Increasingly contemptuous of the orthodox and mostly aristocratic Prussian generals, Hitler appointed Friedrich Paulus, a staff officer without battle experience but coming from a relatively humble background, to lead the Sixth Army in an assault on Stalingrad, which he thought had an enormous symbolic significance because of its name.

As the German forces entered the city to begin a bitter war of attrition on its shattered streets, Zhukov, with Stalin’s approval, brought in more than a million fresh troops and large numbers of tanks to break through Paulus’s lines in the rear, where they were manned by weak Romanian troops, in a vast encircling movement that cut off the Sixth Army from its supply lines.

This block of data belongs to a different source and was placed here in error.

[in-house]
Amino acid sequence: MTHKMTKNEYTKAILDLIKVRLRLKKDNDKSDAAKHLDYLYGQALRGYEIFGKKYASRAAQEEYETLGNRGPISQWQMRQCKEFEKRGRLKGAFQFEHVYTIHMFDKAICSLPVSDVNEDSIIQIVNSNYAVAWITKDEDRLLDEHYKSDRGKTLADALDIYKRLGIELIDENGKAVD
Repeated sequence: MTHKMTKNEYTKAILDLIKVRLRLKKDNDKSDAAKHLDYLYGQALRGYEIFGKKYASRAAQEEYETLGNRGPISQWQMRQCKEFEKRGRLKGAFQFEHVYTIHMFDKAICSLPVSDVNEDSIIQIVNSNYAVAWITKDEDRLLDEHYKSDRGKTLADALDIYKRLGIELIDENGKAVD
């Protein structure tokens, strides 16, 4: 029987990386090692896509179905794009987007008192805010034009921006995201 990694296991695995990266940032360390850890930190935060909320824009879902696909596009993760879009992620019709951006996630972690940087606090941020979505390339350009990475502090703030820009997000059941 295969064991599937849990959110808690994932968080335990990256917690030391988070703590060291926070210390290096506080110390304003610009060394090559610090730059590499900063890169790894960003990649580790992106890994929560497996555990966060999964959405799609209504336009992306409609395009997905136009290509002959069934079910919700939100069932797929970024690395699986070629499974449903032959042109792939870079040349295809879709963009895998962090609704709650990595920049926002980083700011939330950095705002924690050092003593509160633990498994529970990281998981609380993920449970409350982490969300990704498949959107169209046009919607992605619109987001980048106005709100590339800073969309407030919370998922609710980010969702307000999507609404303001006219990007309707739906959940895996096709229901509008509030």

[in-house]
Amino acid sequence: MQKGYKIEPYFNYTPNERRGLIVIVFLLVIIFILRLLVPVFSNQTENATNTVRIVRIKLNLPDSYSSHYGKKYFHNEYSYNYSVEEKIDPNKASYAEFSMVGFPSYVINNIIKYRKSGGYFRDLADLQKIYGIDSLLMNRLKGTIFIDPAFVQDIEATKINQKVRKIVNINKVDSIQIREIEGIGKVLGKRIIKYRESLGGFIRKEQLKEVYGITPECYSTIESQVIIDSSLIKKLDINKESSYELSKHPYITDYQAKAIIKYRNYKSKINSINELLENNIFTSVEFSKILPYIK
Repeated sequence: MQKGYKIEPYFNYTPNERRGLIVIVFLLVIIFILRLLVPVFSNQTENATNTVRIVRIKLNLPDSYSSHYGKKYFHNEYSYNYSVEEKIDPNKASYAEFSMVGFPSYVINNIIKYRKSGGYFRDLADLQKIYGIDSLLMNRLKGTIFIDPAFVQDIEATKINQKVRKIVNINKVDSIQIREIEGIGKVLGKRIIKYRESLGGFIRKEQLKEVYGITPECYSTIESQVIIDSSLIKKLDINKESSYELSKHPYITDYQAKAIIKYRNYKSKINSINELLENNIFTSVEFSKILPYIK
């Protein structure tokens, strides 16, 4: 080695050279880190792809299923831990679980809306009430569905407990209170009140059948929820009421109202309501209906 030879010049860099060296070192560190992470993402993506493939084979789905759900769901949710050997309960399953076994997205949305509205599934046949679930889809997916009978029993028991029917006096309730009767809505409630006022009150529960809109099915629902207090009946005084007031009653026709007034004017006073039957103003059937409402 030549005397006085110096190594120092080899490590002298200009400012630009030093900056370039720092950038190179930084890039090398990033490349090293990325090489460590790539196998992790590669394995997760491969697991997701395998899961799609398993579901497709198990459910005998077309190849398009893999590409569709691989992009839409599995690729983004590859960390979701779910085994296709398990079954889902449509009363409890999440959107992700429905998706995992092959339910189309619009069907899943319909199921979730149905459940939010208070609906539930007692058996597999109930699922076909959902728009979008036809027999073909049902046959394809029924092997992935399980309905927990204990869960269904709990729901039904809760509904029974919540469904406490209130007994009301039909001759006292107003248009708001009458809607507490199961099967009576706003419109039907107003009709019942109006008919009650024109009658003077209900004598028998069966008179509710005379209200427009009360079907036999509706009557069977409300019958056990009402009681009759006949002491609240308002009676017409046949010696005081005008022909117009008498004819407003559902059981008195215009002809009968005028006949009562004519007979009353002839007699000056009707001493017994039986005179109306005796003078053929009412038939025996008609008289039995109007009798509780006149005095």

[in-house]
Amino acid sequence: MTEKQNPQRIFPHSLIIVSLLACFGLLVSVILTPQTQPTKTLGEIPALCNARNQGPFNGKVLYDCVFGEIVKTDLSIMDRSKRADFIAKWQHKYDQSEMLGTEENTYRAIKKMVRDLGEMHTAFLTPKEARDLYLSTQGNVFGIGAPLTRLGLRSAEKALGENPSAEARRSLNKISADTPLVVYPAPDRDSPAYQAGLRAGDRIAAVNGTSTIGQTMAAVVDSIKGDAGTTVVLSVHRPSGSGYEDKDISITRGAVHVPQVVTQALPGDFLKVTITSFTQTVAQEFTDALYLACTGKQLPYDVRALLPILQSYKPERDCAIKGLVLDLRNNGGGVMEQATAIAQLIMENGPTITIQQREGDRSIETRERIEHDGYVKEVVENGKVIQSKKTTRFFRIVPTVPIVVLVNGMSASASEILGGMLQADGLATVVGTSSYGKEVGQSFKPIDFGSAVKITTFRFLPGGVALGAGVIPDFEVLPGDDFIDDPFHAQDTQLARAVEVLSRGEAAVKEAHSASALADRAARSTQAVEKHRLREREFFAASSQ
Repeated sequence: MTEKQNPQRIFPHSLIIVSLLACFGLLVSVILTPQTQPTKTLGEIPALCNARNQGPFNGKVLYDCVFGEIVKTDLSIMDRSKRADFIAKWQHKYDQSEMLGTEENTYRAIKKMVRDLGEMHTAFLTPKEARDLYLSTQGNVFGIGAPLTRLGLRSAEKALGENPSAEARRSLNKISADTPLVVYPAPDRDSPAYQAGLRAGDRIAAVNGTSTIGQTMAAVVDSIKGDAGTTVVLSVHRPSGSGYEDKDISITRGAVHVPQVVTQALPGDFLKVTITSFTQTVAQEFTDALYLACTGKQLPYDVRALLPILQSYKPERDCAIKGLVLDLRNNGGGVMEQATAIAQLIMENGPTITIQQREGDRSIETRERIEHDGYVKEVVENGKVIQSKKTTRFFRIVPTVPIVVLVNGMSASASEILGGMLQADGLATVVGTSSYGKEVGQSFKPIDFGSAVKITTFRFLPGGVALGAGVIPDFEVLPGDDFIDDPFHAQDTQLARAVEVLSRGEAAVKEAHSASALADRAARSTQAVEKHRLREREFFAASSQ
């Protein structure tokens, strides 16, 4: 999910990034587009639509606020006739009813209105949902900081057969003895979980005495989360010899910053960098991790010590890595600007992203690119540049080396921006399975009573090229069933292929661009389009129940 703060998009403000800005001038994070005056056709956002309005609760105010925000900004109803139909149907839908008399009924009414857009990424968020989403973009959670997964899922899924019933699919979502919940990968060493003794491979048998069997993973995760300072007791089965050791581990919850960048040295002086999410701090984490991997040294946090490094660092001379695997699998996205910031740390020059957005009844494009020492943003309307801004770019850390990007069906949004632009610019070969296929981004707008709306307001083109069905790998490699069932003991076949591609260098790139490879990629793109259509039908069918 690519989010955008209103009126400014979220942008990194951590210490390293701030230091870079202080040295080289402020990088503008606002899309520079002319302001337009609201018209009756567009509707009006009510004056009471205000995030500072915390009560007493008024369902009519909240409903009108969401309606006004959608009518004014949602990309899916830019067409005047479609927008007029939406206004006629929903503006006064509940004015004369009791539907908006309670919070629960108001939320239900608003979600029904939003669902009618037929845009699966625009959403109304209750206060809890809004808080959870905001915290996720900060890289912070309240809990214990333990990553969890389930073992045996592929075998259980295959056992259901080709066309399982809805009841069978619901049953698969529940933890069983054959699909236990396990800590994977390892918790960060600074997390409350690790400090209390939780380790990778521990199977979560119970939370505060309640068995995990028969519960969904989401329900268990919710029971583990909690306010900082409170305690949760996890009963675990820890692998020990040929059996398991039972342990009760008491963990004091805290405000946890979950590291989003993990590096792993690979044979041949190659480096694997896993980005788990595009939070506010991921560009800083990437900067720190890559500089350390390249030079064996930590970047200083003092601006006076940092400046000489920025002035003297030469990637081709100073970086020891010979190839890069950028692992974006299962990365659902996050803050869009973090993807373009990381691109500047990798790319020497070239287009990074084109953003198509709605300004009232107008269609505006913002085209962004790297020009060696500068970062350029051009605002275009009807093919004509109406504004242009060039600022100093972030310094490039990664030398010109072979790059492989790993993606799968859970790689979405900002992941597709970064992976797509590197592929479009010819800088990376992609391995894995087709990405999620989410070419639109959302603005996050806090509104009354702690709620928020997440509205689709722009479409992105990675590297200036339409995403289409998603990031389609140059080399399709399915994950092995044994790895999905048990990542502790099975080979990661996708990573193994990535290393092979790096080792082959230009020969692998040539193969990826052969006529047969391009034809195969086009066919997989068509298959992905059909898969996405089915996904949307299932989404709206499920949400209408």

Hitler overruled the generals, including Paulus, who advised retreat. As the Red Army pressed forward, the German soldiers began to starve. The vainglorious boast of Hermann Göring, head of the Luftwaffe, that he could keep them supplied, turned out to be empty. On 30 January 1943 Hitler promoted Paulus to field marshal, hinting he should kill himself rather than surrender. But surrender he did, along with the remnants of his troops.

Even more than Moscow, Stalingrad was a major turning-point in the war. From this moment onwards, the German armies on the eastern front were in steady retreat, beginning with their withdrawal from the Caucasus in order to escape being cut off by Red Army forces. Josef Goebbels launched a huge propaganda campaign presenting the defeat as a noble act of self-sacrifice, though Hitler himself railed against what he saw as Paulus’s cowardice and lack of will. Popular morale plummeted.